- Dab With Orajel: If you’re already feeling the itch, stop it in its tracks with a product you might have lying around the house: Orajel. This tiny tube of numbing gel is usually used to help stop teething babies’ tears, but it will numb anything it touches. Use the applicator tip to rub a tiny bit of the gel right around the bug bite, and in seconds your itching will be completely gone.
- Slip on Some Banana Peel: This Chinese method for treating bug bites is easy and fun for kids — they’ll get a snack out of it, too! Simply peel a banana and press the inside of the peel onto the bug bite, rubbing in occasionally to crush the soft part of the peel onto your skin. After five minutes, remove the peel and discard, but allow any banana residue to dry in place on the skin to continue relieving the itch for the rest of the day.
Other Summer Skin Solutions
Sunburns and bug bites aren’t the only things that can irritate the skin you’re in this summer. Razor burn, heat rash and stings? We’ve got you covered:
- Jellyfish Stings: The Mayo Clinic recommends removing any remaining bit of the stinger or tentacles and rinsing with vinegar for 30 seconds. If that doesn’t take away the pain, try applying a paste of baking soda and water (preferably seawater) to counteract a different type of stinger.
- Allergic Hives: Summer allergies can appear suddenly. Whether you’ve broken out into hives as a reaction to excess pollen, oils from an irritating plant or a bee sting, try applying chilled green tea bags to the affected area. Make them ahead of time by soaking the tea bags in hot water for five minutes, then storing them in an air-tight bag in the fridge until needed.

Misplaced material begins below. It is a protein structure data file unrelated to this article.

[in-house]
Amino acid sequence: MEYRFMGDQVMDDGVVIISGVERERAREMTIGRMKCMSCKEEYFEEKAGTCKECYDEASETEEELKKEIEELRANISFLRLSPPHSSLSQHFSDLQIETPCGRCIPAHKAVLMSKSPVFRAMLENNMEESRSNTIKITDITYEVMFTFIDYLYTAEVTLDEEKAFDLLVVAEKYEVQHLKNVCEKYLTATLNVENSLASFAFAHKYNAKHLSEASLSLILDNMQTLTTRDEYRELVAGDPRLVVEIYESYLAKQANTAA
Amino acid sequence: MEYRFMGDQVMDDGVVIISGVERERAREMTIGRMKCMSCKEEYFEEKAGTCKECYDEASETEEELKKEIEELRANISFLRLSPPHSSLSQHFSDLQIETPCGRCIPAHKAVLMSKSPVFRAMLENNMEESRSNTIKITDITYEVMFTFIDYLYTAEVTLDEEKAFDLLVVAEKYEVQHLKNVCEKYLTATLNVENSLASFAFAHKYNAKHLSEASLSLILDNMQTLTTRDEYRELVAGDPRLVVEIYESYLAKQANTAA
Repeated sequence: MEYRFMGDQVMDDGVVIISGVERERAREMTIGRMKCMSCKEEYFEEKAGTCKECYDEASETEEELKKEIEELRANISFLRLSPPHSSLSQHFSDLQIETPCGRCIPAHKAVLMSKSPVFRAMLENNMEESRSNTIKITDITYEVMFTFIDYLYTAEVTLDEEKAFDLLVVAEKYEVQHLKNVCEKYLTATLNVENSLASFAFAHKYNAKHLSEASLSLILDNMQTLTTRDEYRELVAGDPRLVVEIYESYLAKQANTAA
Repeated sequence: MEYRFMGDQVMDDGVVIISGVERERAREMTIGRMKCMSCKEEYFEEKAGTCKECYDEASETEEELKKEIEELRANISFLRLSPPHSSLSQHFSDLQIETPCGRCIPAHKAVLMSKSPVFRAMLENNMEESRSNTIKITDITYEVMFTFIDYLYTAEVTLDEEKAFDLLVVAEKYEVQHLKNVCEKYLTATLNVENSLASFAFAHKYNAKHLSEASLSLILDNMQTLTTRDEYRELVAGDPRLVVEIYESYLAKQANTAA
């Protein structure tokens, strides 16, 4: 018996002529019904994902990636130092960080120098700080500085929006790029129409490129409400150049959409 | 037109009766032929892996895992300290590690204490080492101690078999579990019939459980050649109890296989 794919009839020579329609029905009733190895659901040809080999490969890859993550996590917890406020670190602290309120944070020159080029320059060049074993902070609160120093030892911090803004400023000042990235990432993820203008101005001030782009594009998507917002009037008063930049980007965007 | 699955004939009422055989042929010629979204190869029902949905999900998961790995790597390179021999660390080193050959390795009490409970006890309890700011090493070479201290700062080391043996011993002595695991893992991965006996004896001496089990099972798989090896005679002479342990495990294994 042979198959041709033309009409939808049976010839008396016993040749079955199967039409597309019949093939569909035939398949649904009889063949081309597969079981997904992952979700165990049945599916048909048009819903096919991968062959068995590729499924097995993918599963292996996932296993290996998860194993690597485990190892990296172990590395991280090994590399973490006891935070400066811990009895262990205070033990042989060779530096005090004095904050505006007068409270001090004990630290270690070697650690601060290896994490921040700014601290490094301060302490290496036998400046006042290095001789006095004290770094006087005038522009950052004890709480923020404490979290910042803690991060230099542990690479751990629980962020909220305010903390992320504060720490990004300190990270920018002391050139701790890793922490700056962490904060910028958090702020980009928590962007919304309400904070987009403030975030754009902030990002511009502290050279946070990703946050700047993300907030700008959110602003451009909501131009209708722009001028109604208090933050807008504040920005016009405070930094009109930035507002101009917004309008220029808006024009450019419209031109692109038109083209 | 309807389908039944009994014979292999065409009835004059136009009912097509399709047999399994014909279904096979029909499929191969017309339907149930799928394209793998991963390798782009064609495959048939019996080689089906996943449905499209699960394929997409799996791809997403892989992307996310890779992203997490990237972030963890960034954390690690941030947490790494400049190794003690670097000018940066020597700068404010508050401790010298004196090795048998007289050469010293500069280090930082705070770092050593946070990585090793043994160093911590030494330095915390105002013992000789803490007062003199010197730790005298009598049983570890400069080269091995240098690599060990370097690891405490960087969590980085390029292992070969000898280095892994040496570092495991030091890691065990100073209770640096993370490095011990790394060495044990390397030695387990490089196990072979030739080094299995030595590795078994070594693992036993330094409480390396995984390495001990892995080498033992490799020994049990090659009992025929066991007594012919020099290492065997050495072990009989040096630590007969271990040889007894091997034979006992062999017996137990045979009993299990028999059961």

- Chafing and Irritation: You don’t have to be an athlete to experience uncomfortable skin chafing in the heat of the summer. Any time your sweaty skin rubs against each other, you’re at risk. Pat on some clean cornstarch to absorb excess moisture and reduce friction so your skin can heal.
- Ingrown Hairs: All that extra shaving in the summer can result in uncomfortable red bumps from ingrown hairs, especially along your bikini line. To solve this common problem, gently exfoliate the area to release the hairs. You can do this with a little raw honey and granulated sugar: Simply dip your fingertips into the honey, then dip them into the sugar. Use gentle, circular motions to work the scrub into the skin and rinse thoroughly. The raw honey has antibacterial properties that will help your skin heal quickly.
- Poison Ivy: Try applying a cold compress of apple cider vinegar to draw out the toxins causing the itch. You can also soak in that cool oatmeal bath we mentioned earlier for some heavy-duty itch relief.
No matter what the summer throws at you, odds are good that you already have everything you need to face it in your home already. To really be prepared this season, try putting together a mini first-aid kit of these helpful ingredients so you’ll be able to provide the right remedy at a moment’s notice. With these useful, natural ingredients on hand, you’ll be able to nip summer skin problems in the bud and get back to enjoying the best time of the year.